had seen him toss the gun. His reflection on these facts over the course of his confinement could
easily have made him realize that the jig was up.
The fact that a more-than-reasonable argument can be made for crediting the detective’s
testimony removes this claim from the scope of federal habeas corpus review. Thus, petitioner’s
point of error is denied.
Restriction on Cross-Examination
Petitioner’s second argument on direct appeal is effectively built on his first. By
serendipity, his trial counsel, in another, unrelated case (referred to as the “Willie Mays” case),
had cross-examined the same detective who had obtained petitioner’s confession. In the Willie
Mays case, according to trial counsel, the detective had testified that, after first denying
involvement, Willie Mays had then knocked on the interview room door and told the detective
that he had changed his mind and wanted to confess.
The purpose of this proffer was to cast doubt on whether the detective’s description of the
circumstances under which petitioner confessed should be believed. However, the trial court
sustained the ADA’s objections and precluded the cross-examination on that topic, finding that
any evidence concerning the detective’s actions in the Willie Mays case was collateral. It further
noted that it was sure there were differences between the Willie Mays case and petitioner’s case.
For his part, although he made a record on the point, trial counsel never suggested that the
detective had falsely testified in the Willie Mays case. The Appellate Division affirmed, holding
that the trial court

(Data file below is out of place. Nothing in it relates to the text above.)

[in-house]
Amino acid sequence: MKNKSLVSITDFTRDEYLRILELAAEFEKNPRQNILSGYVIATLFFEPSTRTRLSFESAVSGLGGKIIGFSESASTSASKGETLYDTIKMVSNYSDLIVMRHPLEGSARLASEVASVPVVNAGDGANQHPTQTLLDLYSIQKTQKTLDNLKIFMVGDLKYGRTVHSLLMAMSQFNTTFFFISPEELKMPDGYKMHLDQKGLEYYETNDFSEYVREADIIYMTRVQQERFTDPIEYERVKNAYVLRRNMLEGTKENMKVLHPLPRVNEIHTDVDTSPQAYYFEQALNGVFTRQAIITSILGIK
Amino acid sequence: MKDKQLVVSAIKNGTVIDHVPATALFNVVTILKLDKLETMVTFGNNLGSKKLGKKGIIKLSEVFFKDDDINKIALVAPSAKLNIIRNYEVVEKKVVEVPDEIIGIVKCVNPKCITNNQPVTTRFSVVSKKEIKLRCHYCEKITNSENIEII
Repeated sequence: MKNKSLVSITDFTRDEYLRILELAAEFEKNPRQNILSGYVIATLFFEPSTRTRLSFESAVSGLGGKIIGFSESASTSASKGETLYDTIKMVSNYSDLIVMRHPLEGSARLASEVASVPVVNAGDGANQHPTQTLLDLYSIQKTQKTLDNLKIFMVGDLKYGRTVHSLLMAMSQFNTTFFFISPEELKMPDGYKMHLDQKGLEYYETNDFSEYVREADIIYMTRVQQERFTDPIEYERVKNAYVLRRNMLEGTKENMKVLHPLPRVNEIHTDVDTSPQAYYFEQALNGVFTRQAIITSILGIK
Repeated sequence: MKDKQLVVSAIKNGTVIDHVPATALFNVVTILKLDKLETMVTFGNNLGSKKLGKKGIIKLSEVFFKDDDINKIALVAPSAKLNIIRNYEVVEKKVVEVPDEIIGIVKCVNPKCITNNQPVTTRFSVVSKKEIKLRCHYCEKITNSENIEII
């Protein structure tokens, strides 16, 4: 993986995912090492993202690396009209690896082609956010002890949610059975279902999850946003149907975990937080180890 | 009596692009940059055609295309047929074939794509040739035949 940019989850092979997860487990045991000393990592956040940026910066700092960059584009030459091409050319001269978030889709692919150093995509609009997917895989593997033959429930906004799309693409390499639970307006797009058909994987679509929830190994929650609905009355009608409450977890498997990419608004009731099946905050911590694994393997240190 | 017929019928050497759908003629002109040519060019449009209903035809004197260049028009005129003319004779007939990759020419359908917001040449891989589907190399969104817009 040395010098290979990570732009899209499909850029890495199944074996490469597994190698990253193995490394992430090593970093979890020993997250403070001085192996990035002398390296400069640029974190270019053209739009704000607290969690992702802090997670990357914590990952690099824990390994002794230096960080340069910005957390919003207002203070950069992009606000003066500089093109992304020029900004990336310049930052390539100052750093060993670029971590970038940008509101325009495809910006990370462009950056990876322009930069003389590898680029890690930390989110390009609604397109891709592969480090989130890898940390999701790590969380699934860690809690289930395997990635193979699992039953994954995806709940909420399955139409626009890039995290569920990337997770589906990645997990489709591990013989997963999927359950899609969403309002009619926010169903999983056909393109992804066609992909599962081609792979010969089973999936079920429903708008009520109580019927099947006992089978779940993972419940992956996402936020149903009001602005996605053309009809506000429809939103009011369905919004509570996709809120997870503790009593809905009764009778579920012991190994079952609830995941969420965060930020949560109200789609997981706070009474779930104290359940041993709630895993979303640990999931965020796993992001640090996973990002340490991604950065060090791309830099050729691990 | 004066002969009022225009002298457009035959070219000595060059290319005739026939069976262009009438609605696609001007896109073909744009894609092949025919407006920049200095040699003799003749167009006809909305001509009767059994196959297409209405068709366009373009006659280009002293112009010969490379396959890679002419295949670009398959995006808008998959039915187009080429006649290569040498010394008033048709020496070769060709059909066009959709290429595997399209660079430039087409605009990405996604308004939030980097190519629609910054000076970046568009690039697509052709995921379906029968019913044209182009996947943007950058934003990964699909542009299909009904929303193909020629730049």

has broad discretion to limit cross-examination when questions are repetitive,
irrelevant or only marginally relevant, concern collateral issues, or threaten to
mislead the jury. Contrary to the defendant’s contention, the trial court did not
deprive him of his right to confront the witnesses against him by limiting his
cross-examination of the detective at trial.
Cruz, 131 A.D.3d at 707, 15 N.Y.S.3d at 692 (internal quotation marks and citations omitted).
Because the Appellate Division decided this point on the merits, its decision is subject to
review under 28 U.S.C. § 2254(d)(1). That subsection requires petitioner to demonstrate that the
state court’s decision was “contrary to, or involved an unreasonable application of, clearly
established Federal law, as determined by the Supreme Court of the United States.” 28 U.S.C.
§ 2254(d)(1). The decision of a state court is “contrary” to clearly established federal law within
the meaning of § 2254(d)(1) if it is “diametrically different” from, “opposite in character or
nature” to, or “mutually opposed” to the relevant Supreme Court precedent. Williams v. Taylor,
529 U.S. 362, 405 (2000) (internal quotation marks omitted). A state court decision involves “an
unreasonable application” of clearly established federal law if the state court applies federal law
to the facts of the case “in an objectively unreasonable manner.” Brown v. Payton, 544 U.S.
133, 141 (2005).
The Supreme Court has made clear that the Antiterrorism and Effective Death Penalty
Act (“AEDPA”) standard of review is extremely narrow, and it is intended only as “a guard
against extreme malfunctions in the state criminal justice systems, not a substitute for ordinary